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Aged Bikers have More Injury Risks than their Younger Counterparts

Update Date: Feb 07, 2013 09:10 AM EST
Old age bikers are more accident-prone
(Photo : Teknorat/flickr)

Age is now more than numbers as a recent study has found that older bikers have three times more risks of being injured than the younger ones.

With people becoming more environmentally friendly, biking has become a popular mode of transport for people who are 50 years and above. This research might raise a concern among them, as data shows that with the number of aging bikers increasing, the percentage of them being involved in serious road accidents is also accelerating.

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In the year 1990, one in every 10 people over 50 years of age was a biker; the ratio has increased to one in every four in 2003. While the average age of people involved in biking accident has increased, those bikers who are over 65 years old have 145 percent increased cases of injury between 2000 and 2006. The data were obtained from the U.S. National Electronic Injury Surveillance System-All Injury Program (NEISS-AIP) between 2001 and 2008 which held reports of all major biking accidents.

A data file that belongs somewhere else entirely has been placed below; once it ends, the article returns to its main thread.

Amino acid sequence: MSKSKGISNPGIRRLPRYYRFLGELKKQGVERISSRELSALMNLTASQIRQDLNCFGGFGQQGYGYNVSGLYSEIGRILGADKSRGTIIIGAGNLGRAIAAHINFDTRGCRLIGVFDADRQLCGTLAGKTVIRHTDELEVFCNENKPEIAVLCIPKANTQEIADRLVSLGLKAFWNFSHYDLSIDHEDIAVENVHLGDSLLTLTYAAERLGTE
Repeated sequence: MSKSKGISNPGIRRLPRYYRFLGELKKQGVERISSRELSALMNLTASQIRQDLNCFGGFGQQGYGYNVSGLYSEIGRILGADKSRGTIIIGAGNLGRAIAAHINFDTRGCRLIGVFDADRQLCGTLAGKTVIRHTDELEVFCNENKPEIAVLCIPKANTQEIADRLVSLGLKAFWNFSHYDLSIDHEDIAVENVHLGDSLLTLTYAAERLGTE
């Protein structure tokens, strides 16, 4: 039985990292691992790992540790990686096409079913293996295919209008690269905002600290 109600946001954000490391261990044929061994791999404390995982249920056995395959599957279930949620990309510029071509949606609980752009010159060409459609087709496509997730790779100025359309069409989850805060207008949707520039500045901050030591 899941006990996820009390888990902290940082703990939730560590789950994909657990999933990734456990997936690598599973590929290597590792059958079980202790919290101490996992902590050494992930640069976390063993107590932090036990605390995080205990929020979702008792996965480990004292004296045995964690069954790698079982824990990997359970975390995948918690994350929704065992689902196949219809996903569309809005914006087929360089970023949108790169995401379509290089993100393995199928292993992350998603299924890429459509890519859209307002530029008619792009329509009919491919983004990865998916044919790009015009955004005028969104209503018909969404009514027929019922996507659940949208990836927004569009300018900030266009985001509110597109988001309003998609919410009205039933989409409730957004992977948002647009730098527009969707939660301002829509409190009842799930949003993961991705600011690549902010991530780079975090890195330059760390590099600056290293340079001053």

It was observed that between 2001 and 2008 1.5 million motor accident was reported, out of which 85 percent were men and were aging 20 years and above. The number of accident cases increased among all age groups but for those who were 60 years or older, the increase was a huge 247 percent. Also, they had three times more probable of being admitted following a crash than their younger counterparts. While the chances dropped to twice for middle aged bikers. These bikers also had a higher probability of being seriously injured than the younger bikers.

With the advancement of age the body starts decaying and the reflex action of the human body also slows down. According to the author other factors like lesser bone strength, irregular distribution of adipose tissues, other medical conditions might also explain the rising amount of accidents.

"The greater severity of injuries among older adults may be due to the physiological changes that occur as the body ages," the author was quoted as saying in Medicalxpress.

The research was published online in Injury Prevention.

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